• In summary, we added these three variables into the LOOKUP function, and after writing the whole formula in cell E3, we got our result: “3/11/2020” which is the date where we last had pizza in the list.
  • We can now change the search term to any other food from the list, and the formula will automatically give us the last matching date.

See how easy it is?

Make a copy of the spreadsheet from the link I’ve attached below and try it for yourself:



How to Find the Last Value in Each Row in Google Sheets

Here you can see the step-by-step process on how to find the last matching value in Google Sheets with the LOOKUP function combined with SORT.

  1. To start, write the search term that you want to look up in any cell. For this guide, I write “Pizza” in cell E2.

Selecting Our Search Key


  1. Next, select any cell where you want to show your result of the search. This is the cell where you will write your LOOKUP formula. For example, choose the cell E3 by clicking on it.

Find the Last Matching Value in Google Sheets


  1. Enter the equal sign ‘=’ to begin the function. Then followed by the name of the function which is ‘lookup‘ (or ‘LOOKUP‘, whichever works).


  1. Great job! You should now see the pop-up auto-suggest box with the name of the function LOOKUP.

Writing LOOKUP Function


  1. After having entered the opening bracket ‘(‘, you will have to add the corresponding variables for the function to work. Firstly, add the first variable, which is the key value we are looking for. Click on the cell that has the search_key. That is, the cell E2 for me.

Writing Our LOOKUP Function


  1. After that, you need to add the search_range variable which should be the sorted list of the food names. Start by writing the name of the SORT function and select it from the auto-suggest box. Make sure to choose the right function, because there are more functions with similar names.

Find the Last Matching Value in Google Sheets


  1. Now, put the range of cells in the SORT function where your food names are located. In my example, this is the range B2:B11, but since the list might be expanded later, I will include the whole column B starting from B2 and below. So the range I write here is B2:B.

Find the Last Matching Value in Google Sheets


  1. After closing the brackets on this SORT function, put a comma to separate it from the third variable of the LOOKUP formula.



  1. Now, write your third variable which is the result_range. This should also be a sorted list containing the dates (the possible results we might get). So write another SORT formula.

Find the Last Matching Value in Google Sheets


  1. Put the range that has the possible results, so the range of the dates into it first. In the same way as before, this is A2:A for me because I want to include the whole column A where the future values will be added.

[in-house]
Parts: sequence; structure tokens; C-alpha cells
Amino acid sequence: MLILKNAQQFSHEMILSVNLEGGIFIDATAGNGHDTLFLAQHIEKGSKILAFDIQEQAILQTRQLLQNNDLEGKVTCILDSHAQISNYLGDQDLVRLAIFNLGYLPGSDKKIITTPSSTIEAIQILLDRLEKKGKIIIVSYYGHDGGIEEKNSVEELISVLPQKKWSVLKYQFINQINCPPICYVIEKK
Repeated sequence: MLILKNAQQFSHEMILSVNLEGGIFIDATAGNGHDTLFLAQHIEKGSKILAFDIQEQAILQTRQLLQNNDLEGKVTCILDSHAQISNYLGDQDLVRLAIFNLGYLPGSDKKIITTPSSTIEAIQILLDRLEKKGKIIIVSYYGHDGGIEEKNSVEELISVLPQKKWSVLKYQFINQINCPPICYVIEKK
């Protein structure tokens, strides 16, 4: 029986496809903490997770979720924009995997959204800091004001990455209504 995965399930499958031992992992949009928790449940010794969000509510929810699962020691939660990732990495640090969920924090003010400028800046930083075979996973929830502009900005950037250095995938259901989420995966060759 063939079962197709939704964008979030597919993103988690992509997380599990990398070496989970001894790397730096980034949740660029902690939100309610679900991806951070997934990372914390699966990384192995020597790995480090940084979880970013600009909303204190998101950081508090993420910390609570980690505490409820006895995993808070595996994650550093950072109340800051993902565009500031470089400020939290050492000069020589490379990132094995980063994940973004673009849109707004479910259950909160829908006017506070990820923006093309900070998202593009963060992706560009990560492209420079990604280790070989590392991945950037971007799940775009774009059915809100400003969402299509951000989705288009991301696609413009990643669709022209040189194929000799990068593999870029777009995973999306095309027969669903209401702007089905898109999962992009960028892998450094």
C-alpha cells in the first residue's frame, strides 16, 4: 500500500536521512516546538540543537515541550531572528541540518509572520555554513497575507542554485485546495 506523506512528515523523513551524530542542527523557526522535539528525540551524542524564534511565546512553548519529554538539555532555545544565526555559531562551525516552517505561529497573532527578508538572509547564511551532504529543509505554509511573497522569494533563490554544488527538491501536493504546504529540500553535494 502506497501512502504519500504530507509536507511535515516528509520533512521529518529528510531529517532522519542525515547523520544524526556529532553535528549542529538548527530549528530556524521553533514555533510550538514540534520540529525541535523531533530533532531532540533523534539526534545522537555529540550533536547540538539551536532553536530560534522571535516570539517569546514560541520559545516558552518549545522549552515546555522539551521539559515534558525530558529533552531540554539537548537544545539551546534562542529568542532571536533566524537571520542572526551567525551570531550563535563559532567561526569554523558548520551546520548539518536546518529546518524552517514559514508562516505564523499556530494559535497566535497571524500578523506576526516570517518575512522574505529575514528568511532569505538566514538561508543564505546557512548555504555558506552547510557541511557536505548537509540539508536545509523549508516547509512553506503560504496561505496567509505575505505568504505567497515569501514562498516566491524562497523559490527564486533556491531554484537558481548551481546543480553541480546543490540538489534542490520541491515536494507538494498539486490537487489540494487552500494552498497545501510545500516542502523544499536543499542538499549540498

Find the Last Matching Value in Google Sheets


  1. Afterwards, highlight the range of cells by which you want to sort the dates (the range of the food names, B2:B in my sheet).

Find the Last Matching Value in Google Sheets


  1. Finally, set the ascending order of this sorting by writing TRUE at the end of the formula.

Find the Last Matching Value in Google Sheets


  1. To finish, hit the Enter key to close the brackets and get the result of the formula. That’s it! You can see the last matching value in cell E3.

Find the Last Matching Value in Google Sheets


That’s pretty much it! You can now use the LOOKUP and SORT functions to find the last matching value in Google Sheets. You can even pair what’ve you learnt together with the other numerous Google Sheets formulas to create even more powerful formulas. 🙂


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  1. Great explanation and examples! But a MAJOR drawback is that LOOKUP does //not// provide an exact match.

    From the LOOOKUP help:
    “If search_key is not found, the item used in the lookup will be the value that’s immediately smaller in the range provided. For example, if the data set contains the numbers 1, 3, 5 and search_key is 2, then 1 will be used for the lookup.”

  2. That is brilliant!
    But is it possible to make it work if your table goes horizontally rather than vertically?
    When I try that, I get an error “LOOKUP evaluates to an out of range row value 16. Valid values are between 0 and 1 inclusive.”
    where 16 is the position that I’m looking for.
    I’m using the formula =LOOKUP(“Y”,sort(D2:2),sort(D1:1,D2:2,true)), which as far as I can tell is exactly the same structure but transposed.

  3. Awesome, but does not work with data sets over a certain size, as Google Sheets gets stuck on “Calculating” and never finishes.